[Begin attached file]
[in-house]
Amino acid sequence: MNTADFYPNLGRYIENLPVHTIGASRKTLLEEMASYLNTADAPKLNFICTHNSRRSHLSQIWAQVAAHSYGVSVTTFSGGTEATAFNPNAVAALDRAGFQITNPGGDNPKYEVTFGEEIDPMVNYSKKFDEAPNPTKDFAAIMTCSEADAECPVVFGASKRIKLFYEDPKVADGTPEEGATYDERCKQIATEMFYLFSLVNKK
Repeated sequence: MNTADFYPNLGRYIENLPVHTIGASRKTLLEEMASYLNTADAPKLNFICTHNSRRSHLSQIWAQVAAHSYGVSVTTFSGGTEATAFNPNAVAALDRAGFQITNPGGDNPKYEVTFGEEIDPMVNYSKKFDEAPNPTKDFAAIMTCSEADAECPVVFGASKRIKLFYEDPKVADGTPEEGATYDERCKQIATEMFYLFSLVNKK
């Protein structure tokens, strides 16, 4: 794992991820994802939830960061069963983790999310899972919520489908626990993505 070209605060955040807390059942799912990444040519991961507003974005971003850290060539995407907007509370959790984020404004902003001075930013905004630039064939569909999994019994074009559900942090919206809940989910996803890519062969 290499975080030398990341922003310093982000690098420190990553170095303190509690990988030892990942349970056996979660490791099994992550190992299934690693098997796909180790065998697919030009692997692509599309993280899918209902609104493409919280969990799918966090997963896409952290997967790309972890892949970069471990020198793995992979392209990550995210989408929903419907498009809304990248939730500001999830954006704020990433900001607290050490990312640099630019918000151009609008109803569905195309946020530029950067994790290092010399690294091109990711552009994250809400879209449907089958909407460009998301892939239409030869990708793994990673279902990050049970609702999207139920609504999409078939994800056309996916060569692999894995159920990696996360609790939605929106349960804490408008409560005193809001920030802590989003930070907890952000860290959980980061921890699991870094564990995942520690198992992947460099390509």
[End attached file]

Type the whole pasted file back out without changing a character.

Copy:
[in-house]
Amino acid sequence: MNTADFYPNLGRYIENLPVHTIGASRKTLLEEMASYLNTADAPKLNFICTHNSRRSHLSQIWAQVAAHSYGVSVTTFSGGTEATAFNPNAVAALDRAGFQITNPGGDNPKYEVTFGEEIDPMVNYSKKFDEAPNPTKDFAAIMTCSEADAECPVVFGASKRIKLFYEDPKVADGTPEEGATYDERCKQIATEMFYLFSLVNKK
Repeated sequence: MNTADFYPNLGRYIENLPVHTIGASRKTLLEEMASYLNTADAPKLNFICTHNSRRSHLSQIWAQVAAHSYGVSVTTFSGGTEATAFNPNAVAALDRAGFQITNPGGDNPKYEVTFGEEIDPMVNYSKKFDEAPNPTKDFAAIMTCSEADAECPVVFGASKRIKLFYEDPKVADGTPEEGATYDERCKQIATEMFYLFSLVNKK
């Protein structure tokens, strides 16, 4: 794992991820994802939830960061069963983790999310899972919520489908626990993505 070209605060955040807390059942799912990444040519991961507003974005971003850290060539995407907007509370959790984020404004902003001075930013905004630039064939569909999994019994074009559900942090919206809940989910996803890519062969 290499975080030398990341922003310093982000690098420190990553170095303190509690990988030892990942349970056996979660490791099994992550190992299934690693098997796909180790065998697919030009692997692509599309993280899918209902609104493409919280969990799918966090997963896409952290997967790309972890892949970069471990020198793995992979392209990550995210989408929903419907498009809304990248939730500001999830954006704020990433900001607290050490990312640099630019918000151009609008109803569905195309946020530029950067994790290092010399690294091109990711552009994250809400879209449907089958909407460009998301892939239409030869990708793994990673279902990050049970609702999207139920609504999409078939994800056309996916060569692999894995159920990696996360609790939605929106349960804490408008409560005193809001920030802590989003930070907890952000860290959980980061921890699991870094564990995942520690198992992947460099390509």